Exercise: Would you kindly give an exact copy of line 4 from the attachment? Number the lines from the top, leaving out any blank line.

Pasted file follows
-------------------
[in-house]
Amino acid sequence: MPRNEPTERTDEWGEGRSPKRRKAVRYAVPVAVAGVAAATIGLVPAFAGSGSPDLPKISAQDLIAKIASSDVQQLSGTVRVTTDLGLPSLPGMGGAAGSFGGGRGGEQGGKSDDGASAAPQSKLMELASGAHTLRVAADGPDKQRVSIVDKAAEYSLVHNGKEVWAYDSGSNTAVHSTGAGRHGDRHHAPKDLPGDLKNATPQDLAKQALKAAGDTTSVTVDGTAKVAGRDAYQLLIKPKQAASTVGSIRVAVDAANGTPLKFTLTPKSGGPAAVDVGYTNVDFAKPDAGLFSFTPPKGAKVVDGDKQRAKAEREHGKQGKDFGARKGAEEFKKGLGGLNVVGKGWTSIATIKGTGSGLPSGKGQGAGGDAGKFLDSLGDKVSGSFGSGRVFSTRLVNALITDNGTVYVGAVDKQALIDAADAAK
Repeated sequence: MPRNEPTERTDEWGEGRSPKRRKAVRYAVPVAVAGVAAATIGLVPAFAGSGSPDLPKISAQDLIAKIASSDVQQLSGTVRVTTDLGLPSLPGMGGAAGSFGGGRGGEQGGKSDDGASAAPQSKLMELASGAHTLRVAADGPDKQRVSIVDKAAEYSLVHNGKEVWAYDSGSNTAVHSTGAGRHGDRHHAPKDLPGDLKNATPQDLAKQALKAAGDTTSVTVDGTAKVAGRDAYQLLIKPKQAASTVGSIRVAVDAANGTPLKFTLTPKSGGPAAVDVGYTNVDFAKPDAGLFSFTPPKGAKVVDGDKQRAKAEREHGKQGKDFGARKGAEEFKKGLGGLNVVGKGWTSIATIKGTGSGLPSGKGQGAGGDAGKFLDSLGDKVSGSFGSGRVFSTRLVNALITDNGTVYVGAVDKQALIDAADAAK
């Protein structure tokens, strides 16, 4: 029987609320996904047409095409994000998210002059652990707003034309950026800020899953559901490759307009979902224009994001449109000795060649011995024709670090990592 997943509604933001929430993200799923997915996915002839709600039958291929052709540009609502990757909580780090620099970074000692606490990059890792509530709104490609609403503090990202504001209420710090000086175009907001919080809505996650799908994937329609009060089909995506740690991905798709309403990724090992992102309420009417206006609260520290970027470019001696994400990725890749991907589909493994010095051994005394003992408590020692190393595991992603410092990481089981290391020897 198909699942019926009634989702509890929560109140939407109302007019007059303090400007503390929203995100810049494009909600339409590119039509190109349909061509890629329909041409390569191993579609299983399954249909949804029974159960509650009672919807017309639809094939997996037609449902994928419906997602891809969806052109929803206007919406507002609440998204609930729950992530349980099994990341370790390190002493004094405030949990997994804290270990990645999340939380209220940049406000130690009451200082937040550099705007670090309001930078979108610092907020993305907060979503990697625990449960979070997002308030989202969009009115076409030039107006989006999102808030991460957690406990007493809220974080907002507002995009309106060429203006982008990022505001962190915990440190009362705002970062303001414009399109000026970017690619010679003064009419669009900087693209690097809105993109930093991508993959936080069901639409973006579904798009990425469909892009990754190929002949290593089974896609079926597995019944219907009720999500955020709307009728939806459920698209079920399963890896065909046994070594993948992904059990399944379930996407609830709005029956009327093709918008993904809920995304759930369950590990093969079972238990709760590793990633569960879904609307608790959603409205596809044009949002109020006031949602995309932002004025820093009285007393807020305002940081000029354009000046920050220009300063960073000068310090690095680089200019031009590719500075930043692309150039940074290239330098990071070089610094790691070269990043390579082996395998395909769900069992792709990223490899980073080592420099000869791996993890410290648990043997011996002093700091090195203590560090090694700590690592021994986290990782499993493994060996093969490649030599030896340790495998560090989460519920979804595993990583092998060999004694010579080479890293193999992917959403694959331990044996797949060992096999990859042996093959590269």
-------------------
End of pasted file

């Protein structure tokens, strides 16, 4: 029987609320996904047409095409994000998210002059652990707003034309950026800020899953559901490759307009979902224009994001449109000795060649011995024709670090990592 997943509604933001929430993200799923997915996915002839709600039958291929052709540009609502990757909580780090620099970074000692606490990059890792509530709104490609609403503090990202504001209420710090000086175009907001919080809505996650799908994937329609009060089909995506740690991905798709309403990724090992992102309420009417206006609260520290970027470019001696994400990725890749991907589909493994010095051994005394003992408590020692190393595991992603410092990481089981290391020897 198909699942019926009634989702509890929560109140939407109302007019007059303090400007503390929203995100810049494009909600339409590119039509190109349909061509890629329909041409390569191993579609299983399954249909949804029974159960509650009672919807017309639809094939997996037609449902994928419906997602891809969806052109929803206007919406507002609440998204609930729950992530349980099994990341370790390190002493004094405030949990997994804290270990990645999340939380209220940049406000130690009451200082937040550099705007670090309001930078979108610092907020993305907060979503990697625990449960979070997002308030989202969009009115076409030039107006989006999102808030991460957690406990007493809220974080907002507002995009309106060429203006982008990022505001962190915990440190009362705002970062303001414009399109000026970017690619010679003064009419669009900087693209690097809105993109930093991508993959936080069901639409973006579904798009990425469909892009990754190929002949290593089974896609079926597995019944219907009720999500955020709307009728939806459920698209079920399963890896065909046994070594993948992904059990399944379930996407609830709005029956009327093709918008993904809920995304759930369950590990093969079972238990709760590793990633569960879904609307608790959603409205596809044009949002109020006031949602995309932002004025820093009285007393807020305002940081000029354009000046920050220009300063960073000068310090690095680089200019031009590719500075930043692309150039940074290239330098990071070089610094790691070269990043390579082996395998395909769900069992792709990223490899980073080592420099000869791996993890410290648990043997011996002093700091090195203590560090090694700590690592021994986290990782499993493994060996093969490649030599030896340790495998560090989460519920979804595993990583092998060999004694010579080479890293193999992917959403694959331990044996797949060992096999990859042996093959590269």